A farmer takes the helm in Rioja

For the first time in its 87-year history, a grape grower has been elected president of the Rioja Interprofessional Committee and the Regulatory Council. Luis Alberto Lecea, whom we’ve visited on Inside Rioja, will take over from Victor Pascual as soon as the Ministry of Agriculture publishes the order ratifying his appointment in the Official Journal. It’s about time.

Luis Alberto Lecea (Photo:  Tom Perry)

Luis Alberto Lecea
(Photo: Tom Perry)

Lecea, a well-respected leader of the Riojan chapter of ASAJA, one of Spain’s farmers’ unions, carries a lot of weight on his shoulders. Farmers and wine co-ops here have complained for several years about low prices of grapes and wine, a situation that practically paralyzed the Rioja Interprofessional Committee and the Regulatory Council for the last 18 months of Pascual’s nine year tenure.  The producers were hoping to pressure the wineries into paying higher prices by refusing to approve the Council’s advertising and operating budgets but last minute negotiations, promises and the lack of unity between the co-ops and the unions always allowed the budgets to be approved.

Victor Pascual (Photo:  vinetur.com)

Victor Pascual
(Photo: vinetur.com)

Lecea brings a lot of experience and a cool head to the table but my first impression is that fellow growers expect him to push through a deal for higher grape and wine prices.  In his first interview he said, “Minimum prices aren’t possible and reference prices in the wine business are a complicated matter, but we have to be capable of putting in place a means to guarantee a minimum price because the added value of bottles should be reflected in the price of grapes.  I insist that if Rioja doesn’t pay a fair price (for grapes), quality grapes won’t be produced.” Spoken like a true politician.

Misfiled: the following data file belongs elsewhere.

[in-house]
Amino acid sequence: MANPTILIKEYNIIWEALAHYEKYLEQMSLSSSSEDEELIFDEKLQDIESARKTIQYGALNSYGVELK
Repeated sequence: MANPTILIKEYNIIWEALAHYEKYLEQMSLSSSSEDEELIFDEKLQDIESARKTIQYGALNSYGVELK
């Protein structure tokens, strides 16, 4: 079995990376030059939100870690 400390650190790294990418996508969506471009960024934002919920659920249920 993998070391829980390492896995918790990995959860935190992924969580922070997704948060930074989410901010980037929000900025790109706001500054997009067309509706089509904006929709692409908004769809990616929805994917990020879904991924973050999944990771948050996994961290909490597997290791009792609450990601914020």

The Grupo Rioja, the largest winery association whose members include all the big wineries, and whose support allowed Lecea to be elected, picked up the gauntlet by convening a press conference on June 24. “Grape and wine prices are set by supply and demand” was the association’s message.

So, once again, swords have been drawn, confirming my contention that if there’s no political conflict in Rioja, one has to be created.

Fortunately, if we look at the big picture, we can see that in spite of low grape prices, Riojan vineyards continue to be exquisitely tended. On the winery side, there is more variety and more interesting wine on the market than ever before in spite of shrinking retail prices. So, as one prone to sarcasm like me, these political statements sound like a lot of hot air. As much as I sympathize with the economic woes of the growers, I don’t see distributors and supermarkets around the world willing to pay higher prices for Rioja in the medium term unless individual wineries come up with products that these gatekeepers think are worth the extra cost. Because of their weight in Rioja, the onus is on the big wineries to provide these added-value products and sell the hell out of them. Mr. Pascual said in his farewell speech, “Nine years ago it was unthinkable that Rioja would sell 100 million liters outside of Spain.” Spaniards would respond that Mr. Pascual doesn’t have a grandmother (in Spain, grandmothers are the people that heap praise on their offspring.  “Not to have a grandmother” means you have to praise yourself!) On a serious note, it is indeed a testimony to hard work by wineries and a willingness to invest in international generic and branded PR by both wineries and farmers that this figure has been reached, but there has also been a healthy dose of price cutting, starting, in some cases, long before the economic crisis hit in 2008.